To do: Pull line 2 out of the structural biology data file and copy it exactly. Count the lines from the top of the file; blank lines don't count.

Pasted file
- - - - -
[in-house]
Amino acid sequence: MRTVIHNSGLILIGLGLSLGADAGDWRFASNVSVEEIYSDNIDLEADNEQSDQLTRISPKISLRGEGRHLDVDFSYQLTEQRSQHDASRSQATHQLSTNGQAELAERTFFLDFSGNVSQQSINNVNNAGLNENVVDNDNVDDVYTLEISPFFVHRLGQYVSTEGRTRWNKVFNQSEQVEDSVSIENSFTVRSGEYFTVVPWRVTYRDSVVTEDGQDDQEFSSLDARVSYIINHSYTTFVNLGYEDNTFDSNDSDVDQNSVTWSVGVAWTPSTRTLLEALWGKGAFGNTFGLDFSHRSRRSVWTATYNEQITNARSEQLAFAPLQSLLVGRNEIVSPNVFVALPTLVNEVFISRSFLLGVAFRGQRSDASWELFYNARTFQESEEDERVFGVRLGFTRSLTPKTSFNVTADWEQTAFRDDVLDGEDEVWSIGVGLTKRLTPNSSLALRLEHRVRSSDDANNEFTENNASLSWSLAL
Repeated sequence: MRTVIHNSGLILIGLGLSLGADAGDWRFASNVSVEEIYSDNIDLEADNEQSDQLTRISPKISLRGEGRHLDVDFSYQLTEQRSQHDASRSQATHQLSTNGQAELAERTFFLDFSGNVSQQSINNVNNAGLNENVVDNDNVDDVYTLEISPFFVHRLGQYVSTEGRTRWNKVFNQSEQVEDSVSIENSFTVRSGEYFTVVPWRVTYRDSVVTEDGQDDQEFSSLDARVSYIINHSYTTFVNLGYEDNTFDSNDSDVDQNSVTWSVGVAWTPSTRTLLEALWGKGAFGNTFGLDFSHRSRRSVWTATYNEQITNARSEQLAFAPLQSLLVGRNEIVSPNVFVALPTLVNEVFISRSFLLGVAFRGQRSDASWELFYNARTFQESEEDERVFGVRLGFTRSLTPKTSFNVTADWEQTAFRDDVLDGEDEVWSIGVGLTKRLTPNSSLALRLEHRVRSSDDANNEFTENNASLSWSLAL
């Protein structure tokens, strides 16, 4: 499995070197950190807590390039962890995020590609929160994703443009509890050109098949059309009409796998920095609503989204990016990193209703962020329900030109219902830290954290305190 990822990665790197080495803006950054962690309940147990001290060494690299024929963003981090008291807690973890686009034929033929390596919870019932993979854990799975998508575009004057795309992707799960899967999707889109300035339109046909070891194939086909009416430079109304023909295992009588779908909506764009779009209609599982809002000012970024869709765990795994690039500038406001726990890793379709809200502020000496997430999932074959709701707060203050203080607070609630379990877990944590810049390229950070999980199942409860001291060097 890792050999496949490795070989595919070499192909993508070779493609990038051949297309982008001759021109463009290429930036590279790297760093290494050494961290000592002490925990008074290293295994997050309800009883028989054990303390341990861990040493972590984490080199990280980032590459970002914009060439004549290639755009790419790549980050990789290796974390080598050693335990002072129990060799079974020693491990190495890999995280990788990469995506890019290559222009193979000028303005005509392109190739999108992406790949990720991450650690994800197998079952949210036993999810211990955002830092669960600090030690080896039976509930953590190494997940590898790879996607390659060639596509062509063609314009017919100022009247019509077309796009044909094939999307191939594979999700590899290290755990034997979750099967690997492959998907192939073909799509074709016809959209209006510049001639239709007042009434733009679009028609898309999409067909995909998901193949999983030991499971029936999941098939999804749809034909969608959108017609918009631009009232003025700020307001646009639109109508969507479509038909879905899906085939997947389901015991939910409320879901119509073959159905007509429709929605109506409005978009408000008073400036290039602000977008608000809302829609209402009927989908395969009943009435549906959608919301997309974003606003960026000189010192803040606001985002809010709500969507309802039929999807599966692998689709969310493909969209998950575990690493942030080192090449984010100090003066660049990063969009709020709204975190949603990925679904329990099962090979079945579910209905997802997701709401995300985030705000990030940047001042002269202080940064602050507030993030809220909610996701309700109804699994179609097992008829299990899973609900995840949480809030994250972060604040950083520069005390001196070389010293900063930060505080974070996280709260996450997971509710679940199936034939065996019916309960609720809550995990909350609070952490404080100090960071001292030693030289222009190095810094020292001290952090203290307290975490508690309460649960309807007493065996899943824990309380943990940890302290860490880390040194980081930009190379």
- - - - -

Amino acid sequence: MRTVIHNSGLILIGLGLSLGADAGDWRFASNVSVEEIYSDNIDLEADNEQSDQLTRISPKISLRGEGRHLDVDFSYQLTEQRSQHDASRSQATHQLSTNGQAELAERTFFLDFSGNVSQQSINNVNNAGLNENVVDNDNVDDVYTLEISPFFVHRLGQYVSTEGRTRWNKVFNQSEQVEDSVSIENSFTVRSGEYFTVVPWRVTYRDSVVTEDGQDDQEFSSLDARVSYIINHSYTTFVNLGYEDNTFDSNDSDVDQNSVTWSVGVAWTPSTRTLLEALWGKGAFGNTFGLDFSHRSRRSVWTATYNEQITNARSEQLAFAPLQSLLVGRNEIVSPNVFVALPTLVNEVFISRSFLLGVAFRGQRSDASWELFYNARTFQESEEDERVFGVRLGFTRSLTPKTSFNVTADWEQTAFRDDVLDGEDEVWSIGVGLTKRLTPNSSLALRLEHRVRSSDDANNEFTENNASLSWSLAL